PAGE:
During my younger years, I worked for a year in New Zealand and whilst I was there I spent a few days tramping in the Nothofagus forests of Fiordland. Tramping trails in New Zealand aren’t quite like our well-worn public footpaths here in the UK. They are barely visible at all, marked only by the occasional orange triangle. As I walked through these woods, I experienced a quietness like I had never before. Not that the woods were quiet, the wind in the leaves and the chatter of birds kept me company as well as the sound of the forest floor crunching under my boots. It was an internal quietness. My mind, stripped of the pressures of everyday life, was calm.
I don’t think I can explain fully how spending an hour or two up in the broad spreading canopy of a Beech, walking a quiet woodland trail or sitting between the buttress roots of an ancient oak can give me a peace when my depression takes hold, other than that it is a place of safety in which to breath.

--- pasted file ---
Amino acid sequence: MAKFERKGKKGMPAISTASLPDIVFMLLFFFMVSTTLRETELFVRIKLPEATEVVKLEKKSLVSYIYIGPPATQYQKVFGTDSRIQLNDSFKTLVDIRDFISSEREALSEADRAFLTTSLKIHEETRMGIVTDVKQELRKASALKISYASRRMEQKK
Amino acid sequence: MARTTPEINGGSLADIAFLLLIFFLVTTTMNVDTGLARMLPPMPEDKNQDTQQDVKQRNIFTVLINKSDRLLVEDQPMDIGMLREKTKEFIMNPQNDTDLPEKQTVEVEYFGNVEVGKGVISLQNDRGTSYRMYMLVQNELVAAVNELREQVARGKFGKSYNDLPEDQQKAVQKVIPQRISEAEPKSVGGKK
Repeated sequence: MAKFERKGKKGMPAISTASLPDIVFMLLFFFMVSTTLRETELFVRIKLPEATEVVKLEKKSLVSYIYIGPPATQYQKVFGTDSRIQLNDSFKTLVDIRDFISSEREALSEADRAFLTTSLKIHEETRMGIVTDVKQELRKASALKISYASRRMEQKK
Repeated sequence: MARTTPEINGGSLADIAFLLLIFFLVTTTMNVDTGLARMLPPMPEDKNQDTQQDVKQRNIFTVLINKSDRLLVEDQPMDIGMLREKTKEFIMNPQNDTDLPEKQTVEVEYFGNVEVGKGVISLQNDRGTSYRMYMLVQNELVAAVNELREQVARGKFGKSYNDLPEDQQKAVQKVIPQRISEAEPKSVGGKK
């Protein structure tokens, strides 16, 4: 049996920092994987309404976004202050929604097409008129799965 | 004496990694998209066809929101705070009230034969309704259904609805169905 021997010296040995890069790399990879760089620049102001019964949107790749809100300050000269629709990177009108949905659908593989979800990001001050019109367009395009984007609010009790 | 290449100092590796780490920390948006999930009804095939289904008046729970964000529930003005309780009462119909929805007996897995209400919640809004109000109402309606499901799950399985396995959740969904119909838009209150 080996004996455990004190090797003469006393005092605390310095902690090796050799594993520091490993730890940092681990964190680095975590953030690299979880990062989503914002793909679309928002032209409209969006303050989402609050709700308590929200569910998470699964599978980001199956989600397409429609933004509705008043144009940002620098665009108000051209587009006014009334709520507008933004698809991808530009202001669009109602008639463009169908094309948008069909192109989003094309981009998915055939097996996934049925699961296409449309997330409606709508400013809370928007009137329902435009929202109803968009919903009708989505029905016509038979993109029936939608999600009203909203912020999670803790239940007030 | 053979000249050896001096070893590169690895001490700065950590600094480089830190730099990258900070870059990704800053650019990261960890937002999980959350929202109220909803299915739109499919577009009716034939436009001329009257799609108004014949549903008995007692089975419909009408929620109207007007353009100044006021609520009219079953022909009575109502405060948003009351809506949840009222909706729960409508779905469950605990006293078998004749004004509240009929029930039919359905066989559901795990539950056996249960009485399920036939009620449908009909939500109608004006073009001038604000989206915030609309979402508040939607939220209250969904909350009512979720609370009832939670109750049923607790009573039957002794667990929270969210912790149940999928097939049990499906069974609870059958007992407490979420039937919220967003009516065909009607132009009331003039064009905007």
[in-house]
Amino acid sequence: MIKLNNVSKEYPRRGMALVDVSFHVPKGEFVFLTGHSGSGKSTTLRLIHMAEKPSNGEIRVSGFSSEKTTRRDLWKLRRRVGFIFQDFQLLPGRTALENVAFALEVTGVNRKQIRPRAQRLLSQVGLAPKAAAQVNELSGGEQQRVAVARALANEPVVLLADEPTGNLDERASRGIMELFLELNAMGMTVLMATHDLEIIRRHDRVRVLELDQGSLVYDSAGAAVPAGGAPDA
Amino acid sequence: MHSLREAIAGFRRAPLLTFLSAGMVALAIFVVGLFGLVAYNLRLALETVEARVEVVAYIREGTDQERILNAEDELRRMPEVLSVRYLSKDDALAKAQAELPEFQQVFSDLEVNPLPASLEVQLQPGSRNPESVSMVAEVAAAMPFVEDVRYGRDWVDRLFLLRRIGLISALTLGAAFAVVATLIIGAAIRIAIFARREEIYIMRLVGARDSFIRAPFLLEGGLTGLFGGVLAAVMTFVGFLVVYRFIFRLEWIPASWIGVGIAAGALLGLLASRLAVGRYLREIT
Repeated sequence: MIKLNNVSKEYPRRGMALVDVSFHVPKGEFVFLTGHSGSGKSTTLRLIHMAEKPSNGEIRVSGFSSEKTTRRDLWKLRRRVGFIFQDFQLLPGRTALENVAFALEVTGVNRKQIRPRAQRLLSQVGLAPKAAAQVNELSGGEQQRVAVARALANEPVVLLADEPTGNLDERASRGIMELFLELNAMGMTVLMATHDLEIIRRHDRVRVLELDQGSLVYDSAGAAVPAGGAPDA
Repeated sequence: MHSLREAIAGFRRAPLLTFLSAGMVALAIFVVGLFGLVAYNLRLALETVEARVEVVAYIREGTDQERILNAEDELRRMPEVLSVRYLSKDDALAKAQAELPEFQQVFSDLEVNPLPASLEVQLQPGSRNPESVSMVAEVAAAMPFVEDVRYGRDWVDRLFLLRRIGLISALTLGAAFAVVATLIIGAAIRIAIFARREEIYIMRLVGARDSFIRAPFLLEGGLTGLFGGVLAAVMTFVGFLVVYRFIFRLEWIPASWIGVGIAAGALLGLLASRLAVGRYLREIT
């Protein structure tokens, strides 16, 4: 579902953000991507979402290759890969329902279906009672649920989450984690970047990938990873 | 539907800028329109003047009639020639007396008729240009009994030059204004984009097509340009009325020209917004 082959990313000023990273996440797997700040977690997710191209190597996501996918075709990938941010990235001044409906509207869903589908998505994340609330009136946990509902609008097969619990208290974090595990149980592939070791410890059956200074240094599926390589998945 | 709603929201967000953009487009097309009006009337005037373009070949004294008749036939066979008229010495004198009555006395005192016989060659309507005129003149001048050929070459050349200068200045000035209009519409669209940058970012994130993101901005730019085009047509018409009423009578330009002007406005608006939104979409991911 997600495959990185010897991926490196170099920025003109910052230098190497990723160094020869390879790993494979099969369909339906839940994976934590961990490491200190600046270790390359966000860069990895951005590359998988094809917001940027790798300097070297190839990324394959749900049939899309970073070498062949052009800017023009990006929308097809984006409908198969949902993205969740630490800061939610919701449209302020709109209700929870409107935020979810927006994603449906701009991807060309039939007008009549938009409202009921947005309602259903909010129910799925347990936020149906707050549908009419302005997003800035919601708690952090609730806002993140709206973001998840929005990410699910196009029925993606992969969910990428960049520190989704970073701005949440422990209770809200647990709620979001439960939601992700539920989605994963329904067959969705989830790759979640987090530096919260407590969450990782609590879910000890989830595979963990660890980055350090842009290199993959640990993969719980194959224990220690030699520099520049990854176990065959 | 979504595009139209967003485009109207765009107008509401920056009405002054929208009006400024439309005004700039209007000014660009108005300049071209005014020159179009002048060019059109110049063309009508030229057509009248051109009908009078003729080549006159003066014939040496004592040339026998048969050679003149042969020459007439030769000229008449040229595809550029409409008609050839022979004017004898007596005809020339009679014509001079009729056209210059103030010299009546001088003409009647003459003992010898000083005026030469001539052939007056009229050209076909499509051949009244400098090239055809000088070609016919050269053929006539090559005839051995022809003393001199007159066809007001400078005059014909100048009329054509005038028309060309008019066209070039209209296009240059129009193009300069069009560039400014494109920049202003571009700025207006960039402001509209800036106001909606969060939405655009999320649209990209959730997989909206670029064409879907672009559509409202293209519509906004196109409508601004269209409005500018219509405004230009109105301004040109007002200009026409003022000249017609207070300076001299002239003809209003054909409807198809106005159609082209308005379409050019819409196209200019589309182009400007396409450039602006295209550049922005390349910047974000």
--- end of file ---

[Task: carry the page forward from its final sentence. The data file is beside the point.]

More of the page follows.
Numerous organisations and charities take advantage of this phenomenon, using woodland skills and workshops to assist vulnerable people. At Westonbirt our excellent community outreach programme has helped hundreds of people suffering with one form or another of mental health disorder.
As I write this I consider myself very lucky to be alive. And even luckier still that I get to spend my days in one of the most beautiful settings imaginable. I find that even in my darkest moments that I can be proud of myself for contributing to the upkeep of somewhere that provides so many with so much positivity. I enjoy the idea that on a daily basis I am benefitting from the work and visions of people who died long before their vision grew into fruition. Because I know that when I am no longer around, people will walk amongst the trees of Westonbirt Arboretum and enjoy what I too helped to create. But if I get the chance, as an old man, to return to Westonbirt and wander the glades to a tree I planted as a lad and lie on my back to watch the summer sun dance through the leaves, maybe I will think that without me, this tree would not be here, but without the tree maybe I wouldn’t be either.
For information and mental health support you can visit mind.org.uk or you can call the Samaritans on 116 123.